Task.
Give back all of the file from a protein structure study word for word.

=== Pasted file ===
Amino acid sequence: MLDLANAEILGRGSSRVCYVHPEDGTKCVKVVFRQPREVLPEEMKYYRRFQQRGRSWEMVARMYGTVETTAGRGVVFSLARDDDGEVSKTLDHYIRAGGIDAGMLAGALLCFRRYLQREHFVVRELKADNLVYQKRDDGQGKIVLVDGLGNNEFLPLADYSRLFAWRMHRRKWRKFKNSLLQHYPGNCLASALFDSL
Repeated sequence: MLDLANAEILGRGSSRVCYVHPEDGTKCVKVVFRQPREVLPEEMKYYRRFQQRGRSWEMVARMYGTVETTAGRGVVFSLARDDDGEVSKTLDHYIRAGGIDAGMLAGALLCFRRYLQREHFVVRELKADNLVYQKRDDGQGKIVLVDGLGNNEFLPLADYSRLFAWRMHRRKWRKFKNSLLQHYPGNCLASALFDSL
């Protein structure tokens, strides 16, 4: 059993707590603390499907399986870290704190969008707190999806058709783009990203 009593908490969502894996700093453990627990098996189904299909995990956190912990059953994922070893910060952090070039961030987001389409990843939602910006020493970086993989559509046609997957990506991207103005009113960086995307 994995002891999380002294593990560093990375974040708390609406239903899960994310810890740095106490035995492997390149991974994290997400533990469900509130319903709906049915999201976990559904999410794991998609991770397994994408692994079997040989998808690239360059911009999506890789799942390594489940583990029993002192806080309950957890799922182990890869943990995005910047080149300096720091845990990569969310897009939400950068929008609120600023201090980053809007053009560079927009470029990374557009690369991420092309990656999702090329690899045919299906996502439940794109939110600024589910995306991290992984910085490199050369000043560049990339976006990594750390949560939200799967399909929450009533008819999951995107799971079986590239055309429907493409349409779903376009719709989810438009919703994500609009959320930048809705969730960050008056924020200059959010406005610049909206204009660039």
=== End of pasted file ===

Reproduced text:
Amino acid sequence: MLDLANAEILGRGSSRVCYVHPEDGTKCVKVVFRQPREVLPEEMKYYRRFQQRGRSWEMVARMYGTVETTAGRGVVFSLARDDDGEVSKTLDHYIRAGGIDAGMLAGALLCFRRYLQREHFVVRELKADNLVYQKRDDGQGKIVLVDGLGNNEFLPLADYSRLFAWRMHRRKWRKFKNSLLQHYPGNCLASALFDSL
Repeated sequence: MLDLANAEILGRGSSRVCYVHPEDGTKCVKVVFRQPREVLPEEMKYYRRFQQRGRSWEMVARMYGTVETTAGRGVVFSLARDDDGEVSKTLDHYIRAGGIDAGMLAGALLCFRRYLQREHFVVRELKADNLVYQKRDDGQGKIVLVDGLGNNEFLPLADYSRLFAWRMHRRKWRKFKNSLLQHYPGNCLASALFDSL
């Protein structure tokens, strides 16, 4: 059993707590603390499907399986870290704190969008707190999806058709783009990203 009593908490969502894996700093453990627990098996189904299909995990956190912990059953994922070893910060952090070039961030987001389409990843939602910006020493970086993989559509046609997957990506991207103005009113960086995307 994995002891999380002294593990560093990375974040708390609406239903899960994310810890740095106490035995492997390149991974994290997400533990469900509130319903709906049915999201976990559904999410794991998609991770397994994408692994079997040989998808690239360059911009999506890789799942390594489940583990029993002192806080309950957890799922182990890869943990995005910047080149300096720091845990990569969310897009939400950068929008609120600023201090980053809007053009560079927009470029990374557009690369991420092309990656999702090329690899045919299906996502439940794109939110600024589910995306991290992984910085490199050369000043560049990339976006990594750390949560939200799967399909929450009533008819999951995107799971079986590239055309429907493409349409779903376009719709989810438009919703994500609009959320930048809705969730960050008056924020200059959010406005610049909206204009660039």